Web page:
Royal Canin Recalls Dry Dog, Cat Food



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Late yesterday afternoon, Royal Canin USA of St. Charles, Mo., recalled some of its dry dog and cat foods after finding melamine in its rice protein concentrate.

Although Royal said it had not heard of any pets becoming sick from its products, it was recalling the following products as a precaution after finding melamine, the toxic ingredient suspecting in the killing of potentially hundreds of pets across the United States, in its food. 

Recalled Items

Royal Canin Veterinary Diet
Canine Early Cardiac EC 22™ (dog)
Canine Skin Support SS21™  (dog)
Feline Hypoallergenic HP23™ (cat)

Royal Canin Sensible Choice
(all dog food items)
Chicken Meal & Rice Formula Senior
Lamb Meal & Rice Formula Puppy
Lamb Meal & Rice Formula Adult
Lamb Meal & Rice Formula Senior
Rice & Catfish Meal Formula Adult

The Royal Canin Veterinary Diet is available only in veterinary clinics, but the Sensible Choice diet is sold in pet stores nationwide.

No other Royal diets are affected by this recall, and all products with an expiration date of April 19, 2008, were not made with the tainted rice protein concentrate, it said.

Royal Canin also said it will no longer use any Chinese suppliers for its vegetable proteins. 

FDA Investigation Continues

The U.S. Food and Drug Administration recently announced that rice protein concentrate contaminated with the chemical melamine was imported from China and distributed to five pet food companies by San Francisco-based Wilbur-Ellis.

The FDA declined to name the five companies, but Natural Balance of Pacoima, Calif., Blue Buffalo of Wilton, Conn., and Royal Canin have recalled pet food products containing contaminated rice protein concentrate.

The Natural Balance products were made by a California Diamond Pet Food plant that received a shipment of the rice protein from Wilbur-Ellis, according to Natural Balance.  No other Diamond products contain rice protein concentrate, Jim Fallon, a Diamond spokesperson said.

On Wednesday, Wilbur-Ellis recalled all of the 155 metric tons of Chinese rice protein concentrate it had shipped to pet food manufacturers from its Oregon feed division. The company said those pet food manufacturers’ were located in Utah, New York, Kansas and two in Missouri.

Both Diamond and Royal Canin are based in Missouri.

The FDA is still awaiting approval from China to inspect the two Chinese plants suspected of supplying melamine-contaminated wheat gluten and rice protein concentrate to the United States, said Stephen Sundlof, DVM, the FDA’s top vet.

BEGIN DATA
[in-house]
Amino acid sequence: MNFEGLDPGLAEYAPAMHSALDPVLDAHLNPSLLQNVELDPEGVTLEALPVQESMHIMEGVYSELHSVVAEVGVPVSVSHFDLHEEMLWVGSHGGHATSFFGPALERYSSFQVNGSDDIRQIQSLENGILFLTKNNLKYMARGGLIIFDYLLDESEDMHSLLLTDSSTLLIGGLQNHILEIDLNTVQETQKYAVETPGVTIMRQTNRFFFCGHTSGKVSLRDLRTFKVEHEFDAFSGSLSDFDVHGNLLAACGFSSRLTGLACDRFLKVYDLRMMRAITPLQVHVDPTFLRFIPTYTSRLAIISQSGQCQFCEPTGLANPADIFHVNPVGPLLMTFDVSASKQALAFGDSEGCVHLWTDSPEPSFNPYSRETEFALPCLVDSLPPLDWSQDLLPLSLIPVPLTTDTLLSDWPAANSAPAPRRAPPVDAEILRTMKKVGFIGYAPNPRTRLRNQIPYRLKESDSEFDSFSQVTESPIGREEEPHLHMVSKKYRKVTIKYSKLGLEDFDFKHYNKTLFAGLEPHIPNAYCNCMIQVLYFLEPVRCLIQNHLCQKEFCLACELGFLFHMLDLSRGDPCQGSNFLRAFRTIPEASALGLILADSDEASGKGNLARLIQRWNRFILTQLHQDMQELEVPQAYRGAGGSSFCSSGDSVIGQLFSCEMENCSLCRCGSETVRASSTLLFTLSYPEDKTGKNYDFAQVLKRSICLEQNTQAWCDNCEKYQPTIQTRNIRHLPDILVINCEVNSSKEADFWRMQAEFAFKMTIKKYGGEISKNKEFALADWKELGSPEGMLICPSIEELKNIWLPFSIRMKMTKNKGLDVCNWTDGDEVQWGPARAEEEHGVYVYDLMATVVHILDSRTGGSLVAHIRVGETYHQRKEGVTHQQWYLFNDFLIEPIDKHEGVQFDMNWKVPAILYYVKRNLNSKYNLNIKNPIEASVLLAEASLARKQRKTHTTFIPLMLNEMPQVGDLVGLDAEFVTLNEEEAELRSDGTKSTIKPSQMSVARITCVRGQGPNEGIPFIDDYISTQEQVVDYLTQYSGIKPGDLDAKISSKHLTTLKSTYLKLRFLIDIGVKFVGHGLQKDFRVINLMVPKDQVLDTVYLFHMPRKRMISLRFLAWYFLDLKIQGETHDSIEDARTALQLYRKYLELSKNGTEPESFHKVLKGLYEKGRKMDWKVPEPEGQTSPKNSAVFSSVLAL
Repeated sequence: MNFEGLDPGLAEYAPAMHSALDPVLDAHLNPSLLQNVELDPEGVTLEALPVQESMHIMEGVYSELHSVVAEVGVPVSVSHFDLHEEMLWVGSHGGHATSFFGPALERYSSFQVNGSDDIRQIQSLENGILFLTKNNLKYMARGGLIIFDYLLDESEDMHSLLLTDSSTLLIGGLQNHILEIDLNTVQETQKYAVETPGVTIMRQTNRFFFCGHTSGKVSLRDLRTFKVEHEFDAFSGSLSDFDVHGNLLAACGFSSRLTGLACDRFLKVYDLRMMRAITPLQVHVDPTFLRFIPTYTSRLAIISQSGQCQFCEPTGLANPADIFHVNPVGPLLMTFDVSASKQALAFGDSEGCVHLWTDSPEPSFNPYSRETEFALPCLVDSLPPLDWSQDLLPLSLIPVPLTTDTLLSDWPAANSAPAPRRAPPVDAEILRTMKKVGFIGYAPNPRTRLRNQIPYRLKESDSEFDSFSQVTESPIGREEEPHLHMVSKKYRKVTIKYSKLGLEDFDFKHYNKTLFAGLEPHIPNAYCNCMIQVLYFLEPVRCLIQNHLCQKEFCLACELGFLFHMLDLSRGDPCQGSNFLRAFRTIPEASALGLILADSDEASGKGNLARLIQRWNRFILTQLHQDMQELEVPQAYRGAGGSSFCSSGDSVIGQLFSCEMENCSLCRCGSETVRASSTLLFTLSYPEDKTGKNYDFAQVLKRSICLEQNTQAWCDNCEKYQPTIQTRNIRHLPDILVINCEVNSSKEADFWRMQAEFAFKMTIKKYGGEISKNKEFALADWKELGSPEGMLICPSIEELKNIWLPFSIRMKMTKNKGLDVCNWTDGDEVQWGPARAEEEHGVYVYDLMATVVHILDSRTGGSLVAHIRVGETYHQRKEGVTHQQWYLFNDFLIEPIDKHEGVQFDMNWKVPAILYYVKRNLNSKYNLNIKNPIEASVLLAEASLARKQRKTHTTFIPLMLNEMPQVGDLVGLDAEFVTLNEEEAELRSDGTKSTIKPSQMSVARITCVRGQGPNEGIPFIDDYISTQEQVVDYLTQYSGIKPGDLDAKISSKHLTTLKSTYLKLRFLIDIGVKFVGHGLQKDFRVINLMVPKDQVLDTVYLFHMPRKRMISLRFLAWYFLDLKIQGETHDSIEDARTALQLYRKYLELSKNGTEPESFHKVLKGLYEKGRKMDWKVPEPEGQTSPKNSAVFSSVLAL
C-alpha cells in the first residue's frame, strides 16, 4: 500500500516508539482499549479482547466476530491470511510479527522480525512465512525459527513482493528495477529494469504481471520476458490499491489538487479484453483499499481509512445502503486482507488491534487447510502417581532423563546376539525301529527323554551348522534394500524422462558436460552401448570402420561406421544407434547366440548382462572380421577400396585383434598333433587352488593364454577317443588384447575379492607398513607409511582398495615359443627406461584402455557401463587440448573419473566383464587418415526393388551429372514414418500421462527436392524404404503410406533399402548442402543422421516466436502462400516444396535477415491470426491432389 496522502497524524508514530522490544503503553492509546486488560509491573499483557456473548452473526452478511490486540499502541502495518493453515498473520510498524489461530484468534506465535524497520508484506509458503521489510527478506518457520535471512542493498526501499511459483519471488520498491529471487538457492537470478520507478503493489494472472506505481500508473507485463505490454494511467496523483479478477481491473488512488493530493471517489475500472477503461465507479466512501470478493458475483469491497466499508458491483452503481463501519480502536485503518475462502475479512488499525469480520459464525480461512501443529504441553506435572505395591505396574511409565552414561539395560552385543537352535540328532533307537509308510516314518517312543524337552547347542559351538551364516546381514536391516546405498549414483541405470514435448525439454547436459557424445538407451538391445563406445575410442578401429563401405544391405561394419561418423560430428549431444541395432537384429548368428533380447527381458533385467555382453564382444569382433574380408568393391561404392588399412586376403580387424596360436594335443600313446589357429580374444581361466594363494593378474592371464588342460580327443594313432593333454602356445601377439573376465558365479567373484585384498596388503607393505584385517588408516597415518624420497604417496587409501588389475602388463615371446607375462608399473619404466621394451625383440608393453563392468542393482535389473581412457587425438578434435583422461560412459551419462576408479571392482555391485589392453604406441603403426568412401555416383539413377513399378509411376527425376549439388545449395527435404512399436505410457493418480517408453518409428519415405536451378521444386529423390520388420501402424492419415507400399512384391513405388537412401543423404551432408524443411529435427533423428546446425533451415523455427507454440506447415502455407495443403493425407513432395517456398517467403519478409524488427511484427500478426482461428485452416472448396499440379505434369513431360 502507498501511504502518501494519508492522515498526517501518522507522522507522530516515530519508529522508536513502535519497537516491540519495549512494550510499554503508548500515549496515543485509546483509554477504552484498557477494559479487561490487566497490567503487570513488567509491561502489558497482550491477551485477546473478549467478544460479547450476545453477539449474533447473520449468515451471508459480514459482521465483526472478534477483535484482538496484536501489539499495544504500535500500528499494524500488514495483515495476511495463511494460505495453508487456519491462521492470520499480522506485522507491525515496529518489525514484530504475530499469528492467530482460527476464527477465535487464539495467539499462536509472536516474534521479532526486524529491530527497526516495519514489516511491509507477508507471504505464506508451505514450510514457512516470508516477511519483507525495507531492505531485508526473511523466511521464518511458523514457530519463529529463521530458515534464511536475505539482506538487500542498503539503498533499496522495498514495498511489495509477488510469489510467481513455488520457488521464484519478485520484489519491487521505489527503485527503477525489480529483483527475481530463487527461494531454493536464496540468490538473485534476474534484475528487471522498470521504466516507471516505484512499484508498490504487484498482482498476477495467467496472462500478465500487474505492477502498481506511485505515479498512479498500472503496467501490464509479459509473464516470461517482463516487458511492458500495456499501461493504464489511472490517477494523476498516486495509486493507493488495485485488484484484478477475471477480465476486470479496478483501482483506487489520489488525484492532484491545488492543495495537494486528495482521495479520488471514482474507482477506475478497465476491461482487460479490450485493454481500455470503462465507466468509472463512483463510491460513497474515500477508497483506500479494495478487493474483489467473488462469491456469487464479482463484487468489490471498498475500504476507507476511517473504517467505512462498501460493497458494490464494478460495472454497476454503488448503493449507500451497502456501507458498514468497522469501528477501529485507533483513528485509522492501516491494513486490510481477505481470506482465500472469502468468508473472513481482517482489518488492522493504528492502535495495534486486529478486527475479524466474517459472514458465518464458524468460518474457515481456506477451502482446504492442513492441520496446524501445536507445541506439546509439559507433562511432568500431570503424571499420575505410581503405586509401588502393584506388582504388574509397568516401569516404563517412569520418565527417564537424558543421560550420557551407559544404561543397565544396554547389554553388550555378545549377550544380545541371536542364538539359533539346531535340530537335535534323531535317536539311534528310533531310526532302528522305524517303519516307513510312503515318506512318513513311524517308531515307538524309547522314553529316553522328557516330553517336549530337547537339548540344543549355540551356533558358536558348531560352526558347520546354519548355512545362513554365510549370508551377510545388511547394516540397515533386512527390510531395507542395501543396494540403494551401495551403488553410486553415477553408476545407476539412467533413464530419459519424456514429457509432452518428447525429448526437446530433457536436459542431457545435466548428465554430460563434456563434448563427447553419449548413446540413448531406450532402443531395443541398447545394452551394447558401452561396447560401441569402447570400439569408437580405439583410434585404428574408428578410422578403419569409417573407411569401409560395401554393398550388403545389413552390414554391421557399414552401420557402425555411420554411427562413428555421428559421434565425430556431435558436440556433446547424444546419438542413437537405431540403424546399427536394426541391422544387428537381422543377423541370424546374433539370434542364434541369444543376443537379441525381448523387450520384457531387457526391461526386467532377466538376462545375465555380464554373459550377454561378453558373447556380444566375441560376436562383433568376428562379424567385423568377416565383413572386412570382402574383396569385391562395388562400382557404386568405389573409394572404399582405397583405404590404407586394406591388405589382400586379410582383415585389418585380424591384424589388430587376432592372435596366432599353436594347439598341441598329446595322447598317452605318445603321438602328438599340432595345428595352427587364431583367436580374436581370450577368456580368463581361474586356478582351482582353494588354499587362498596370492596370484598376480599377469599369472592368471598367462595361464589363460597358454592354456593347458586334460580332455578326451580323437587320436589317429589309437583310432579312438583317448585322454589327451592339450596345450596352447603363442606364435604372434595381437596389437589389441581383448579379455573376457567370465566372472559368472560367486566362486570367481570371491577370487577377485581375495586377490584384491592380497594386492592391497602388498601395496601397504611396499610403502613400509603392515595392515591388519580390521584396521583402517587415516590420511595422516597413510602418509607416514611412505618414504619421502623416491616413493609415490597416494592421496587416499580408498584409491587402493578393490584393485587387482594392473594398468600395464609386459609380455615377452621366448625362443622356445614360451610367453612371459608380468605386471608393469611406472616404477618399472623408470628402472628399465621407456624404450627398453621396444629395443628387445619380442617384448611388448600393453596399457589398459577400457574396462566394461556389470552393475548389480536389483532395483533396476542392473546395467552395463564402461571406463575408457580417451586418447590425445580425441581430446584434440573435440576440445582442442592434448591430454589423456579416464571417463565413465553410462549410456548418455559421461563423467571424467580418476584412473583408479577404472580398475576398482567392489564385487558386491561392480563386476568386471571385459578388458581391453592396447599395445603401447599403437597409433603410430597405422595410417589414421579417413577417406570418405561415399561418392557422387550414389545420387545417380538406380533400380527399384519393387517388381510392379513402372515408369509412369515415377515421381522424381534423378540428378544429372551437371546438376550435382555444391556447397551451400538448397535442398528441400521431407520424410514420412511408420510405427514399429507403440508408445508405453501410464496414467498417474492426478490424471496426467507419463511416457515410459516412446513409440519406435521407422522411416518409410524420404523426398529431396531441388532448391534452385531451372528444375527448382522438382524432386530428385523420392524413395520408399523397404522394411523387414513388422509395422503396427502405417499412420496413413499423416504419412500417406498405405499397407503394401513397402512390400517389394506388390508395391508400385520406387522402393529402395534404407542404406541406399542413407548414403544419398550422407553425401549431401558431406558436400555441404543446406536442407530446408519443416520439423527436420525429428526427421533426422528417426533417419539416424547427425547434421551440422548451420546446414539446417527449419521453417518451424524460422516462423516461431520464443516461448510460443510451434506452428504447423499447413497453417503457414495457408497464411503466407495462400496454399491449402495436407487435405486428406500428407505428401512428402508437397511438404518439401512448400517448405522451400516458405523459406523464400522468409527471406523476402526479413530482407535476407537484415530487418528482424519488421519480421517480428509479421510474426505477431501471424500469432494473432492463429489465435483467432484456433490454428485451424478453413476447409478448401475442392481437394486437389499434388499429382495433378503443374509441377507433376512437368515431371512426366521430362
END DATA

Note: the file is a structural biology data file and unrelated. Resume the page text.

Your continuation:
Michael Rogers, director of the FDA’s division of field investigations, said he fully expects the Chinese government to comply.

Yesterday, Sen. Dick Durbin of Illinois who recently called a Senate hearing to investigate the pet food recall, sent a letter to the Chinese ambassador to the United States urging his country to allow the U.S. inspectors access to the plants.

Mysterious Causes

Melamine-contaminated pet food is suspected of causing renal failure and related illnesses in pets during the last few months. If your pet exhibits any of these signs – diarrhea, excess urination or water intake, lethargy or vomiting – seek veterinarian advice immediately.

Veterinarians and pet owners who believe a pet’s illness is related to the recall, should save any uneaten portions of the food provided to the animal and report the situation to the FDA’s state coordinator, which can be accessed at http://www.fda.gov/opacom/backgrounders/complain.html.

Some, such as the American Society for the Prevention of Cruelty to Animals, question if melamine, an agent used in the making of plastic dishware in the United States and as a fertilizer in China, is actually making the pets sick.

“Until the U. S. Food and Drug Administration has conclusively identified all the contaminants in the affected pet food, where they came from, and which products they were used in, we cannot consider this crisis over,” said Steven Hansen, DVM, DABVT, the manager of the humane society’s poison control center. “Further, the actual link between the adverse effects of melamine and the illnesses or deaths of so many pets around the country is still not clear and, as a result, what exactly is sickening and killing our pets is still a mystery.”

Yesterday the FDA said it was possible that melamine was added to the rice protein concentrate in order to “artificially increase protein content.” It plans to further investigate this theory if it is allowed into China.

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